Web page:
Industry Interviews

Georgina Safe
Journalist

March 01, 2015

What is your current position and title? 

Freelance writer and editor.

Describe your role 

My role involves writing features, profiles and news stories for magazines and newspapers. I also do some more commercial work with brands.

What inspired you to become a writer? 

I was studying law at Adelaide University when I was elected to edit the student newspaper for a year with two friends. It changed my life. I just loved the thrill of sourcing and writing stories, meeting fascinating people from all walks of life, and keeping some very strange working hours. I was hooked.

How did you get your break in the fashion industry? 

I was the Melbourne arts editor for the Australian Newspaper when Edwina McCann, now the editor of Vogue Australia, was fashion editor at The Australian. There were quite a few interesting Melbourne designers emerging at that time, and a real cross pollination between the arts and fashion scenes in Melbourne, so Edwina asked me to write a couple of things for her and it went from there.

How has the industry changed since you first started? 

Digital. Digital. Digital. The impact of the internet has been a game changer for the local industry, for both retailers with the arrival of global e-tailers, and traditional journalism with the impact of blogs, Twitter, Instagram and online fashion journalism websites.

Georgina Safe Parlour X Industry Interview

Early on in your career, did anybody particularly inspire or influence you? 

Edwina McCann gave me a lot of good advice and I was fortunate enough to work with Marion Hume throughout one Australian fashion week some years ago. I also learned a lot about discipline, accuracy and filing to deadlines through 20 years of working at The Australian Newspaper and the Sydney Morning Herald newspaper.

If you hadn’t become a writer what other career path would you have chosen? 

If I hadn’t been a lawyer, I would have liked to have been a veterinarian.

You’ve previously worked for The Australian covering the visual and performing arts. Do you have a passion for the creative arts? 

I adore the creative arts, and it’s a sphere I gain immense inspiration in terms of ideas and generally having the bravery and passion to follow your dreams. However, I found covering the visual and performing arts could sometimes be difficult in terms of artists feeling beholden to government grants or funding bodies and therefore not truly speaking their minds. What I love about the fashion industry is that it blends that creative element with commerce. It’s a mix of big business and, at its best, pure artistry, that is incredibly intoxicating.

What has been your greatest career achievement to date? 

The most satisfying part of my job has been giving back. Lecturing fashion students about how to engage with the media, assisting designer friends with contacts, media strategy and positioning in the market place. There’s a stereotype that fashion people are superficial and vacuous. Nothing could be further from the truth. They are among the friendliest, most supportive and smartest people I have met. It’s an incredibly tough industry, so you don’t last long if you don’t have integrity and intelligence.

What has been the most important lesson you have learned professionally? 

I wouldn’t say it’s a lesson, but as a writer your word is everything. Skip the short term gain in favour of long term relationship building and gaining lasting respect and confidence.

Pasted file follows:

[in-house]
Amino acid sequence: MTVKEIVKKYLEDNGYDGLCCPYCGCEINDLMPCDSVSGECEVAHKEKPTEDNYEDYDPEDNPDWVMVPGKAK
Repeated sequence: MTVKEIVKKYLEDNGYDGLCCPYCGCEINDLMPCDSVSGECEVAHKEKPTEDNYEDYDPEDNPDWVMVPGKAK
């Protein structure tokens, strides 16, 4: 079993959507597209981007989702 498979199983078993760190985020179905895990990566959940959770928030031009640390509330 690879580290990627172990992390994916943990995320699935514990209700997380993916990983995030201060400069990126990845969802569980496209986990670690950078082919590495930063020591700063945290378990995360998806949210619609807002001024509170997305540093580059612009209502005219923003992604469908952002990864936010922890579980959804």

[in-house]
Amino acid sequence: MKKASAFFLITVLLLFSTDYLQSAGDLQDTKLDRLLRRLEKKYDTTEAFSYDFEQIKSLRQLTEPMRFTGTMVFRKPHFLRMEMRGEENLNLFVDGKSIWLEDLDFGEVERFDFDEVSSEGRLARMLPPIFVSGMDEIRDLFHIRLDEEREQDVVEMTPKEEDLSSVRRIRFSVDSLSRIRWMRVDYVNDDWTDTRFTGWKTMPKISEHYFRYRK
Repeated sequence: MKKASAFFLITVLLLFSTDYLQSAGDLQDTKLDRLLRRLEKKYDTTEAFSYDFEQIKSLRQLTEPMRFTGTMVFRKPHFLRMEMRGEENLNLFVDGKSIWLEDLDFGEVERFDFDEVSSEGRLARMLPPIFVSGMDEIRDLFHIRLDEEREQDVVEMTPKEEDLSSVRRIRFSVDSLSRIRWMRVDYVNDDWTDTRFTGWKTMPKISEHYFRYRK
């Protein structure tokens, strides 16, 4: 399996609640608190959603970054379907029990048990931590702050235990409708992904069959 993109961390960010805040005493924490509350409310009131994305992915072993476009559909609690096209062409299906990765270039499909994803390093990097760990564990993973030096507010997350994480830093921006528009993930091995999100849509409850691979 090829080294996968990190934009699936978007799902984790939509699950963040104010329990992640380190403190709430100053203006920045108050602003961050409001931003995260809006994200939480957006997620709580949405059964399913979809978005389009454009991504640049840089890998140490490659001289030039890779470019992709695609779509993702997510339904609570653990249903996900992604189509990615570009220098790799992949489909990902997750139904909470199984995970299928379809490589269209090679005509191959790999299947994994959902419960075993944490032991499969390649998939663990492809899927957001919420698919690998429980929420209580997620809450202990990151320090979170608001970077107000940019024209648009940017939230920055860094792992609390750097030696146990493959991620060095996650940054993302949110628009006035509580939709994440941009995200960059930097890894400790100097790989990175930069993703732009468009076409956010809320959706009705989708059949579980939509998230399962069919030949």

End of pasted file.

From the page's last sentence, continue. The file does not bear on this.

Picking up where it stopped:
What does style mean to you? 

True style is not about trends or a cookie cutter approach. It’s an expression of true self through clothing that should be effortless and unforced.

How would you describe your look? 

Almost anti-fashion. I gravitate toward classic, boyish dressing. Button down shirts, trousers, flats and cashmere v-necks. That’s my wardrobe really.

How does the future look for the Australian Fashion industry? 

Challenging, but in a good way. We’ve been through such a period of change that has truly sorted the wheat from the chaff. Many designers have gone out of business but the ones that remain have fundamentally recalibrated their businesses to fit the new marketplace. There are new opportunities too. For example, Australian designers should be actively pursuing China, where new wealth a decade ago saw a blatant appetite for logos and luxury behemoths emerge. That consumer has evolved into a more sophisticated and educated fashion devotee, who is interested in discovering more niche brands with a point of difference. Multi label boutiques are springing up all across China, and there is a real opportunity here for Australian designers to snare a share of that incredibly lucrative market.

Who are your favourite designers and why? 

In Australia, Toni Maticevski for marching to the beat of his own drum and producing incredibly beautiful clothes. Overseas, Rei Kawakubo for consistently challenging the very idea of fashion, and Miuccia Prada and Consuela Castiglioni for original view points and their passion for the arts.

What is your view on social media? 

It’s a necessity, but it should also be a necessity that it’s quality content too. Sadly, it often isn’t.

How has social media affected print media? 

Fundamentally. Social media is a wonderful tool for traditional journalists to promote their stories, but journalism has also evolved to often consider social media potential first and foremost when planning news coverage.

What is your next chapter in life? 

Some forms of journalism can be negative and narcissistic. I would like to try to give back a little more and celebrate what is positive about our industry.

You can find Georgina on Instagram @georginasafe

Georgina Safe Parlour X Industry Interview

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